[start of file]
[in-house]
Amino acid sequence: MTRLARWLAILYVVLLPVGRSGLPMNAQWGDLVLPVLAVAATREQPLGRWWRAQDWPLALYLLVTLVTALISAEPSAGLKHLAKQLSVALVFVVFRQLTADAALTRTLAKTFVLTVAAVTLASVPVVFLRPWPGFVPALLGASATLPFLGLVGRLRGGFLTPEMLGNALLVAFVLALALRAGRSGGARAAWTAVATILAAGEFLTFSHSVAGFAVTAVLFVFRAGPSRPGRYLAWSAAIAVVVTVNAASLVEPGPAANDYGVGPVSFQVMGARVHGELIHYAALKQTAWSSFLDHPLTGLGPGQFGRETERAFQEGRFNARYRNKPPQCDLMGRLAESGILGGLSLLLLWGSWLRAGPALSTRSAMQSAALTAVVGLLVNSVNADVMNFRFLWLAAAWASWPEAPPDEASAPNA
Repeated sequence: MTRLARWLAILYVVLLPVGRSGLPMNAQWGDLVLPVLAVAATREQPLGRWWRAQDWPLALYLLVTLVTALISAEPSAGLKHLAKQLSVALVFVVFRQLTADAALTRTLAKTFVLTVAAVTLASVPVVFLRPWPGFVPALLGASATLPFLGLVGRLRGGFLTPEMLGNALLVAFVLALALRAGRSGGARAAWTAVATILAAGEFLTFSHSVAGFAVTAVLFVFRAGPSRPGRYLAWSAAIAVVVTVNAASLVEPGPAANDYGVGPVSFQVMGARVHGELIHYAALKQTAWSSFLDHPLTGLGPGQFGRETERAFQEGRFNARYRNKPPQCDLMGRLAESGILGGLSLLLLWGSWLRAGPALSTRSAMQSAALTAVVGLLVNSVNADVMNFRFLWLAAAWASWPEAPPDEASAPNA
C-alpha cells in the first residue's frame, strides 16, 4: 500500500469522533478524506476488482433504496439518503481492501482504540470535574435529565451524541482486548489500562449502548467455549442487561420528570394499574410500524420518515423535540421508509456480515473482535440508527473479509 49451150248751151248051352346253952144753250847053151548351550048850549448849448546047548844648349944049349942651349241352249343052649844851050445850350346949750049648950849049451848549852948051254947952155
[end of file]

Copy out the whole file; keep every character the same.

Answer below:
[in-house]
Amino acid sequence: MTRLARWLAILYVVLLPVGRSGLPMNAQWGDLVLPVLAVAATREQPLGRWWRAQDWPLALYLLVTLVTALISAEPSAGLKHLAKQLSVALVFVVFRQLTADAALTRTLAKTFVLTVAAVTLASVPVVFLRPWPGFVPALLGASATLPFLGLVGRLRGGFLTPEMLGNALLVAFVLALALRAGRSGGARAAWTAVATILAAGEFLTFSHSVAGFAVTAVLFVFRAGPSRPGRYLAWSAAIAVVVTVNAASLVEPGPAANDYGVGPVSFQVMGARVHGELIHYAALKQTAWSSFLDHPLTGLGPGQFGRETERAFQEGRFNARYRNKPPQCDLMGRLAESGILGGLSLLLLWGSWLRAGPALSTRSAMQSAALTAVVGLLVNSVNADVMNFRFLWLAAAWASWPEAPPDEASAPNA
Repeated sequence: MTRLARWLAILYVVLLPVGRSGLPMNAQWGDLVLPVLAVAATREQPLGRWWRAQDWPLALYLLVTLVTALISAEPSAGLKHLAKQLSVALVFVVFRQLTADAALTRTLAKTFVLTVAAVTLASVPVVFLRPWPGFVPALLGASATLPFLGLVGRLRGGFLTPEMLGNALLVAFVLALALRAGRSGGARAAWTAVATILAAGEFLTFSHSVAGFAVTAVLFVFRAGPSRPGRYLAWSAAIAVVVTVNAASLVEPGPAANDYGVGPVSFQVMGARVHGELIHYAALKQTAWSSFLDHPLTGLGPGQFGRETERAFQEGRFNARYRNKPPQCDLMGRLAESGILGGLSLLLLWGSWLRAGPALSTRSAMQSAALTAVVGLLVNSVNADVMNFRFLWLAAAWASWPEAPPDEASAPNA
C-alpha cells in the first residue's frame, strides 16, 4: 500500500469522533478524506476488482433504496439518503481492501482504540470535574435529565451524541482486548489500562449502548467455549442487561420528570394499574410500524420518515423535540421508509456480515473482535440508527473479509 49451150248751151248051352346253952144753250847053151548351550048850549448849448546047548844648349944049349942651349241352249343052649844851050445850350346949750049648950849049451848549852948051254947952155